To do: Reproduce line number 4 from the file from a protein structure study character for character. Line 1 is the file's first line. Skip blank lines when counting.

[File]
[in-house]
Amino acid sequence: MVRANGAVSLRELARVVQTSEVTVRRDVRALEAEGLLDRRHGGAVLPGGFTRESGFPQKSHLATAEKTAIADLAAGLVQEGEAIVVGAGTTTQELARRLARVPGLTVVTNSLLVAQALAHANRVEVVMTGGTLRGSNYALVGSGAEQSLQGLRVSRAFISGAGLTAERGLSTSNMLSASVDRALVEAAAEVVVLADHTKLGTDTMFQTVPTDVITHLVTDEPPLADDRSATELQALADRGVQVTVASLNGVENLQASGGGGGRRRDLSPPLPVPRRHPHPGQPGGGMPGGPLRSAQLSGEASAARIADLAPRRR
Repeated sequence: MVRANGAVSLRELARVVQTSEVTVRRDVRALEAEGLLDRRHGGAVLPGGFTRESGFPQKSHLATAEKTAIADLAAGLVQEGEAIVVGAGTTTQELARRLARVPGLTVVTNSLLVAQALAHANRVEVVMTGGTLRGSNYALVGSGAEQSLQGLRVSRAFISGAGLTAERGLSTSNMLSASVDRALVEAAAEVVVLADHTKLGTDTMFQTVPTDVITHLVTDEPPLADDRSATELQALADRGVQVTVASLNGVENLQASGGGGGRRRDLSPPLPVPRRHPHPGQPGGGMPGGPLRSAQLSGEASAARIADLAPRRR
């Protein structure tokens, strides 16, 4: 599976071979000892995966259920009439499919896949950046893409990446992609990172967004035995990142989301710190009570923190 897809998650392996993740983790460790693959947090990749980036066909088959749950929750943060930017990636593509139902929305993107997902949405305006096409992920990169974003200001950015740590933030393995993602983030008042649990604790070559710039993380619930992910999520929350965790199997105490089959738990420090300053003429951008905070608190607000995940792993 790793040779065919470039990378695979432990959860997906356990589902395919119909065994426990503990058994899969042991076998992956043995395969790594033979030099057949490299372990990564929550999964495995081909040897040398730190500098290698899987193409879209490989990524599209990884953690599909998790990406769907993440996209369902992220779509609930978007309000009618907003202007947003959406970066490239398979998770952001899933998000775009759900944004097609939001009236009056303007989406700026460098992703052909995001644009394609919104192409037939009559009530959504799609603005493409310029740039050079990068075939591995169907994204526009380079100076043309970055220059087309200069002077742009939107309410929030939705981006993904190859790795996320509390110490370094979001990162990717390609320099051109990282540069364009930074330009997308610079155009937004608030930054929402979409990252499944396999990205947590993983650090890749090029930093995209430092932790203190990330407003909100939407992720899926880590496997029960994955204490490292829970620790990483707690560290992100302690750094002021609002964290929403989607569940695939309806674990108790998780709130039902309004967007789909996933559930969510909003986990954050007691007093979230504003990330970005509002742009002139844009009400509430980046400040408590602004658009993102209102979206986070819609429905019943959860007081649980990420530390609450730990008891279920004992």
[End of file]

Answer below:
């Protein structure tokens, strides 16, 4: 599976071979000892995966259920009439499919896949950046893409990446992609990172967004035995990142989301710190009570923190 897809998650392996993740983790460790693959947090990749980036066909088959749950929750943060930017990636593509139902929305993107997902949405305006096409992920990169974003200001950015740590933030393995993602983030008042649990604790070559710039993380619930992910999520929350965790199997105490089959738990420090300053003429951008905070608190607000995940792993 790793040779065919470039990378695979432990959860997906356990589902395919119909065994426990503990058994899969042991076998992956043995395969790594033979030099057949490299372990990564929550999964495995081909040897040398730190500098290698899987193409879209490989990524599209990884953690599909998790990406769907993440996209369902992220779509609930978007309000009618907003202007947003959406970066490239398979998770952001899933998000775009759900944004097609939001009236009056303007989406700026460098992703052909995001644009394609919104192409037939009559009530959504799609603005493409310029740039050079990068075939591995169907994204526009380079100076043309970055220059087309200069002077742009939107309410929030939705981006993904190859790795996320509390110490370094979001990162990717390609320099051109990282540069364009930074330009997308610079155009937004608030930054929402979409990252499944396999990205947590993983650090890749090029930093995209430092932790203190990330407003909100939407992720899926880590496997029960994955204490490292829970620790990483707690560290992100302690750094002021609002964290929403989607569940695939309806674990108790998780709130039902309004967007789909996933559930969510909003986990954050007691007093979230504003990330970005509002742009002139844009009400509430980046400040408590602004658009993102209102979206986070819609429905019943959860007081649980990420530390609450730990008891279920004992």